It was a glorious experiment, one that doesn't happen often in my kitchen. I decided to make ice cream with cheese. I had seen this mentioned in a brochure or magazine once, and it was too intriguing not to try. A local cheese with the texture of a Reblochon, a heady flavor close to but not quite as strong as a Camembert, an orange-tinged, slightly sticky crust to be trimmed off before chopping the creamy pale interior and adding it to a pot of milk and sugar to dissolve and melt.
Cheese ice cream. We rarely have company for dinner yet this day we did. Friends in town to visit and their daughter. Once the meal was over, I pulled out the chilled concoction from the refrigerator and slowly poured it into our hand-crank ice cream machine. We took turns churning, passing the container around the table, from one family member and guest to the next, the anticipation and excitement mounting as the mixture chilled and firmed up into something thick and creamy. And it was ready.
I unscrewed the lid and lifted out the paddle. We peered into the canister. The ice cream was oddly granular and tinged an unappetizing yellow. I spooned scoops into each waiting bowl and passed them around. We each stared into our own bowl of cheese ice cream, then nervously at each other. Suddenly a bit less anxious to try. Who would begin?
A first taste and noses wrinkled. Odd. Weird. Sugary sweet, savory and cheesy all at once. An unexpected combination that did not quite balance out into something tasty. Mmmm no, I don't really think…. A second mouthful. Not very good, is it? A third and then a fourth. Well, it actually isn't that bad… it is, well, intriguing, curiously interesting. The bottom of the bowl, spoons clattering against glass, eyes shifting from one to the other. Um, is there enough for a second bowl? More scoops all around to buoyant, grinning guests, the second bowl of cheese ice cream going down much quicker than the first amid groans of pleasure. Cheese ice cream! Excellent! Who would have thought? Quite good!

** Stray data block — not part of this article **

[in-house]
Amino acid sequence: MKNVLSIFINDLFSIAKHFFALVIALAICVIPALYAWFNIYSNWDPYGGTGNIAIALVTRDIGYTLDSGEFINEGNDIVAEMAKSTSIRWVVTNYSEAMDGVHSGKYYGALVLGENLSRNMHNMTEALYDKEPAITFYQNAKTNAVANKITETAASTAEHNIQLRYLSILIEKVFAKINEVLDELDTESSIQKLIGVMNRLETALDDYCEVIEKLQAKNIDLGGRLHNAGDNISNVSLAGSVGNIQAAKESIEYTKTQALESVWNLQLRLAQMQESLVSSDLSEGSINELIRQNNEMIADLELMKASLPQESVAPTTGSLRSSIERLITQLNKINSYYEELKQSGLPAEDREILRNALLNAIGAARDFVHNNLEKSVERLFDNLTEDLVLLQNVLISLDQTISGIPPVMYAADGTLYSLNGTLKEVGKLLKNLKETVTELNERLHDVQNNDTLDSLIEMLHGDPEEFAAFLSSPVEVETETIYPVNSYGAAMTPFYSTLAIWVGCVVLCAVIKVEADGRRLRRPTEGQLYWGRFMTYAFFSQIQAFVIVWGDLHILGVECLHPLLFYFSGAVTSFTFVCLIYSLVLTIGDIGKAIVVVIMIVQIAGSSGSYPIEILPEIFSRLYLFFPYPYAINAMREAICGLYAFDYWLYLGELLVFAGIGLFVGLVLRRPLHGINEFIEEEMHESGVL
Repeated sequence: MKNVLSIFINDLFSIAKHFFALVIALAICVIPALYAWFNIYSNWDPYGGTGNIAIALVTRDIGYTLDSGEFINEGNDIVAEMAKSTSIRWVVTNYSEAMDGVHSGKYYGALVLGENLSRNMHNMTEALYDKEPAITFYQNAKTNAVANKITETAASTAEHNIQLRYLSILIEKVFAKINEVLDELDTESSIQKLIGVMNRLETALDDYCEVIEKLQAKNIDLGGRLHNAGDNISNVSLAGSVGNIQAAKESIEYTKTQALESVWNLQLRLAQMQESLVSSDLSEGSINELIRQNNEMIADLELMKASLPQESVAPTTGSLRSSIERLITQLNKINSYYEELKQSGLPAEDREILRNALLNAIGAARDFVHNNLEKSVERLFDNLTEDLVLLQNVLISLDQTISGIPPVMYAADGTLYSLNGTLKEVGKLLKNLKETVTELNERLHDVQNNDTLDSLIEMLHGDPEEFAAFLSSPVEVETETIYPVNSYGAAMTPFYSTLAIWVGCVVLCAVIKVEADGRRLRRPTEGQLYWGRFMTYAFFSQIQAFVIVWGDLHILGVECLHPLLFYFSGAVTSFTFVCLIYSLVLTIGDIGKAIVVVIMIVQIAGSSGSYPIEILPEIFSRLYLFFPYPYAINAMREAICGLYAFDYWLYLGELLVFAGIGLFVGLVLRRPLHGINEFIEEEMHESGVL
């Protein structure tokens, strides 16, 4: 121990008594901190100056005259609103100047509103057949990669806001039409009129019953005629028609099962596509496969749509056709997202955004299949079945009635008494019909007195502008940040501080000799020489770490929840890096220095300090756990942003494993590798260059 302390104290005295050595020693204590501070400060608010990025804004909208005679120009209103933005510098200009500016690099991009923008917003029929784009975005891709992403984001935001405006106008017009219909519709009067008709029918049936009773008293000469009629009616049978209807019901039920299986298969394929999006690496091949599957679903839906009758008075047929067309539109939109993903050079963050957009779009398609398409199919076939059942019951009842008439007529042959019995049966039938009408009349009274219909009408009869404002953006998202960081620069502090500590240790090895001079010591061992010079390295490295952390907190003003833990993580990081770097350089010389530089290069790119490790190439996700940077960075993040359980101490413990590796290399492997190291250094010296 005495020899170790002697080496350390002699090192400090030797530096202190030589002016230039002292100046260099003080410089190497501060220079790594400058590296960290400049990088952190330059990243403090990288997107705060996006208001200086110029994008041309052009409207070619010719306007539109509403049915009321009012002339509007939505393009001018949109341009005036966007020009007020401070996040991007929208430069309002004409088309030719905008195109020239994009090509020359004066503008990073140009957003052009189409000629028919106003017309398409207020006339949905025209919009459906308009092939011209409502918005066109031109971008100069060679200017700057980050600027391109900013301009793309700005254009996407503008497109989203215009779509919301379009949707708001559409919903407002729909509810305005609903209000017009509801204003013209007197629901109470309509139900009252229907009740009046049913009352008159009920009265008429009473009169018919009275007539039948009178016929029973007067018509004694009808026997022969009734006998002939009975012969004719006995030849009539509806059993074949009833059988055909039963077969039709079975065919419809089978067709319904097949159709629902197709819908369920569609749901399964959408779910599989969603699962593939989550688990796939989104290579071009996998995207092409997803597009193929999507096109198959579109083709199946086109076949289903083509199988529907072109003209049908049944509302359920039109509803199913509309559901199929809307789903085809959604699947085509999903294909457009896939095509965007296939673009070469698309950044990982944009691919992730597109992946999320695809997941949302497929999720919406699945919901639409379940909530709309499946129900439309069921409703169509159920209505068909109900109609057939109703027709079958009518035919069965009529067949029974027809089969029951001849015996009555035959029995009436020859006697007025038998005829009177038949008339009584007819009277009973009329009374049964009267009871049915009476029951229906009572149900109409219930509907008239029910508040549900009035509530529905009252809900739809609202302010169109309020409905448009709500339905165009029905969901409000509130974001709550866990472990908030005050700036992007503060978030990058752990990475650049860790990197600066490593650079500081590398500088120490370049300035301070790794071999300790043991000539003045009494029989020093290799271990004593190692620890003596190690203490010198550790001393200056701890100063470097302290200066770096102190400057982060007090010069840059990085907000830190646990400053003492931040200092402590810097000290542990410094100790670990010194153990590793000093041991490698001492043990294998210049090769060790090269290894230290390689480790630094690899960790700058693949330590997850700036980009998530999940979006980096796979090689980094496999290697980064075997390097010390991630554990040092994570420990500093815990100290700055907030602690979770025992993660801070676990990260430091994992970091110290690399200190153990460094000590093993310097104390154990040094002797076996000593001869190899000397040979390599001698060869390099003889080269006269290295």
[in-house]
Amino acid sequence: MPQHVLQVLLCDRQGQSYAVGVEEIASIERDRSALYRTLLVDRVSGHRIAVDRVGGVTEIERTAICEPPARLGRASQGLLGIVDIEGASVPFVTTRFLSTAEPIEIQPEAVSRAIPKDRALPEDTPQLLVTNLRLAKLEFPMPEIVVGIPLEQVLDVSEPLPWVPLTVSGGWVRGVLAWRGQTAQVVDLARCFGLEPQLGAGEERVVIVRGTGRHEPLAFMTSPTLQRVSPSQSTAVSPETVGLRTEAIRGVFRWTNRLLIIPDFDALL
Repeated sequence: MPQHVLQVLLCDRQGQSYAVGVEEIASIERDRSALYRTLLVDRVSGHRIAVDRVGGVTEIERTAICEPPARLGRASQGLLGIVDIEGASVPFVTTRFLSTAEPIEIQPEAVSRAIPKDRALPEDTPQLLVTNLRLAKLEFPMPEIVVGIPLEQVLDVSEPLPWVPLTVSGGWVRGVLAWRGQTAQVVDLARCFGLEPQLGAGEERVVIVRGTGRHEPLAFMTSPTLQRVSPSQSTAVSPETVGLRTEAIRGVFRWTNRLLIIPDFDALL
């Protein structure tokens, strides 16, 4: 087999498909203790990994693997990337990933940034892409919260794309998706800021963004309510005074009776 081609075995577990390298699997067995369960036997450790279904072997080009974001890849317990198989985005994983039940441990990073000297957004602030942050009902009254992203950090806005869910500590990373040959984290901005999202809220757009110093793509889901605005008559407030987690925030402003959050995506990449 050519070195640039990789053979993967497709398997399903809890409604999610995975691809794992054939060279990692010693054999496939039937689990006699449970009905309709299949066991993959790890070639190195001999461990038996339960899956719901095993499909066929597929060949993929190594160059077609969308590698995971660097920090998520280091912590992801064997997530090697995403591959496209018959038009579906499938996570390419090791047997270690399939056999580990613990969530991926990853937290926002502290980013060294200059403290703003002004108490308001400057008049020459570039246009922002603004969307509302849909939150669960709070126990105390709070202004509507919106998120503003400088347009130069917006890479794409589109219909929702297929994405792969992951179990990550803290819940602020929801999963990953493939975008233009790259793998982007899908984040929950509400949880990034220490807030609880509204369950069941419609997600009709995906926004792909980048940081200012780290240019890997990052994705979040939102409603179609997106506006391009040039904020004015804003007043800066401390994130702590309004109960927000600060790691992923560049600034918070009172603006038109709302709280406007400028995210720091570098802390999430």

My father had an old Brownie camera, a black plastic box, not too big, not too heavy, that created memories. His Hawkeye Brownie in shiny Bakelite sported a cute little carrying handle and an attachment allowing us to screw in tiny little bulbs that flashed with a satisfying pop like in an old film noir. A drawerful of square black & white photos is proof positive of his passion for capturing images, albeit sometimes blurry, stills of giggling children, smiles frozen in time, caught in the joyous movement of childhood or formally posed like good little soldiers. Say cheese! The flimsy, frilly-edged snapshots with the date stamped indelibly in the white edging framing the smiling – or otherwise – faces of the four of us and mom fading gently into ghosts of time past now lay strewn across my own desktop connecting me to something long gone.
I have hazy memories of carrying dad’s Brownie to Girl Scout camp, careful not to break it, allowed to snap pictures of my friends, creating my very own memories. Say cheese! But I do clearly remember my first camera, my very own, a Pocket Instamatic. You remember the Instamatic, the slim rectangle now sporting a long, slim loop that I could slip onto my wrist, the cubes snapped one by one onto the camera itself that flashed and clicked as it turned one-two-three times. Rolls and rolls of film, piles of snapshots flipped through over and over again: camp and school parades, holidays and family vacations and one exciting trip to Israel now fill envelopes and albums in glorious Technicolor dimming to yellow.
A Polaroid stuck away in a drawer now gathering dust was a long-ago gift, possibly high school graduation. As simple and quick to use as my old Instamatic, the Polaroid gave immediate gratification. Snap – thunk – kkksssshhhhh and out popped a fuzzy gray square of silence. Patience and anticipation and an image like magic burnished onto paper slowly revealed itself, like an exotic striptease, baring its soul.